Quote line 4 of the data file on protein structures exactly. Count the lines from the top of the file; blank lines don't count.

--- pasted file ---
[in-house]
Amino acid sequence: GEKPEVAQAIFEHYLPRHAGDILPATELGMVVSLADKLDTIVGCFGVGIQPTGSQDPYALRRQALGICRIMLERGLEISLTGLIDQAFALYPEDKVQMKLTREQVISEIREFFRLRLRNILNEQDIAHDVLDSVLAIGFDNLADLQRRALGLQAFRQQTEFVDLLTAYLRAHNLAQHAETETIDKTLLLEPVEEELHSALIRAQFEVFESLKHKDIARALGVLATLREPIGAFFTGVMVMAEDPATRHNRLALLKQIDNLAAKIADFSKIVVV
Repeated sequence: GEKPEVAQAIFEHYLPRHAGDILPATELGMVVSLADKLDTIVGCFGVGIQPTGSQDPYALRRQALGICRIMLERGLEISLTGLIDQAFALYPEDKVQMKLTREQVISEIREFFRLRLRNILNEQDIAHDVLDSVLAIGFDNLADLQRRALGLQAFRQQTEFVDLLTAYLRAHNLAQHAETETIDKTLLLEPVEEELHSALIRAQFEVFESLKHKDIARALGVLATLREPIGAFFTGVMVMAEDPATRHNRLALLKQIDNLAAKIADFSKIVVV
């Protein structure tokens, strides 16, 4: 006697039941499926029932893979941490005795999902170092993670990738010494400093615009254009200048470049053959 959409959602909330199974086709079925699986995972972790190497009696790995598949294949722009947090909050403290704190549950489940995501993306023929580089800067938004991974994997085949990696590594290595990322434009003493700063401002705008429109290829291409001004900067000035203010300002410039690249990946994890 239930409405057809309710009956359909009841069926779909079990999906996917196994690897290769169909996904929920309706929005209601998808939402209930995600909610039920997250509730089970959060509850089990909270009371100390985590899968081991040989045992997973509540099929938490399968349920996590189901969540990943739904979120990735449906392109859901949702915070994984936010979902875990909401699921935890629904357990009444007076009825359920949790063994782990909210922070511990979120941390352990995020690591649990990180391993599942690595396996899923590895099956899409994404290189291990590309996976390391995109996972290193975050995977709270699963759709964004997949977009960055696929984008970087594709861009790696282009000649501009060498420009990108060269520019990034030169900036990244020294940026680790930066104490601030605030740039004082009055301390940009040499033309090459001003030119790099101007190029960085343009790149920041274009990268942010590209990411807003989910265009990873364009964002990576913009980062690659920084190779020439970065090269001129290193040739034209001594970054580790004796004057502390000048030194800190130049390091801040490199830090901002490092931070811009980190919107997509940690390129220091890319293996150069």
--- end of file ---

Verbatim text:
């Protein structure tokens, strides 16, 4: 006697039941499926029932893979941490005795999902170092993670990738010494400093615009254009200048470049053959 959409959602909330199974086709079925699986995972972790190497009696790995598949294949722009947090909050403290704190549950489940995501993306023929580089800067938004991974994997085949990696590594290595990322434009003493700063401002705008429109290829291409001004900067000035203010300002410039690249990946994890 239930409405057809309710009956359909009841069926779909079990999906996917196994690897290769169909996904929920309706929005209601998808939402209930995600909610039920997250509730089970959060509850089990909270009371100390985590899968081991040989045992997973509540099929938490399968349920996590189901969540990943739904979120990735449906392109859901949702915070994984936010979902875990909401699921935890629904357990009444007076009825359920949790063994782990909210922070511990979120941390352990995020690591649990990180391993599942690595396996899923590895099956899409994404290189291990590309996976390391995109996972290193975050995977709270699963759709964004997949977009960055696929984008970087594709861009790696282009000649501009060498420009990108060269520019990034030169900036990244020294940026680790930066104490601030605030740039004082009055301390940009040499033309090459001003030119790099101007190029960085343009790149920041274009990268942010590209990411807003989910265009990873364009964002990576913009980062690659920084190779020439970065090269001129290193040739034209001594970054580790004796004057502390000048030194800190130049390091801040490199830090901002490092931070811009980190919107997509940690390129220091890319293996150069």